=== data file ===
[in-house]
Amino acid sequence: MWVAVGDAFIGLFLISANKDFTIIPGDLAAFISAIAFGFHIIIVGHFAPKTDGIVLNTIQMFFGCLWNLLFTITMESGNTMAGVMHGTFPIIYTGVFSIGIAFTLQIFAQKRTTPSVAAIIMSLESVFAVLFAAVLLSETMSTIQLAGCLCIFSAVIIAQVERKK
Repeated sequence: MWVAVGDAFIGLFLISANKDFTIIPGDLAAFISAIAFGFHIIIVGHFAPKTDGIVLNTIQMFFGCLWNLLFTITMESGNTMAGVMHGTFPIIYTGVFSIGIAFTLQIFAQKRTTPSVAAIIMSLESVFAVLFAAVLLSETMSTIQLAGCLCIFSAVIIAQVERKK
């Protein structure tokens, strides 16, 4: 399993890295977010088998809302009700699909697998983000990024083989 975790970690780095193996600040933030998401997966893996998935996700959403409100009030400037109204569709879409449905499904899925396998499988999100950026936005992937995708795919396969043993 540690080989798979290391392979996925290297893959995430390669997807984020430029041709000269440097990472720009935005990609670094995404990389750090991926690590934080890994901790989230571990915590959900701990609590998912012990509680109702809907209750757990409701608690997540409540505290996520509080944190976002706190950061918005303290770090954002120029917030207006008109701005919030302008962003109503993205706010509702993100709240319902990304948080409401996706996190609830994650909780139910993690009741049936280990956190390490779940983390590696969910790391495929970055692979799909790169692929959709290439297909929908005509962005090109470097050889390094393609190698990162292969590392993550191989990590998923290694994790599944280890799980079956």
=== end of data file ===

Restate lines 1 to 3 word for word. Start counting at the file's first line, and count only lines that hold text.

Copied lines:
[in-house]
Amino acid sequence: MWVAVGDAFIGLFLISANKDFTIIPGDLAAFISAIAFGFHIIIVGHFAPKTDGIVLNTIQMFFGCLWNLLFTITMESGNTMAGVMHGTFPIIYTGVFSIGIAFTLQIFAQKRTTPSVAAIIMSLESVFAVLFAAVLLSETMSTIQLAGCLCIFSAVIIAQVERKK
Repeated sequence: MWVAVGDAFIGLFLISANKDFTIIPGDLAAFISAIAFGFHIIIVGHFAPKTDGIVLNTIQMFFGCLWNLLFTITMESGNTMAGVMHGTFPIIYTGVFSIGIAFTLQIFAQKRTTPSVAAIIMSLESVFAVLFAAVLLSETMSTIQLAGCLCIFSAVIIAQVERKK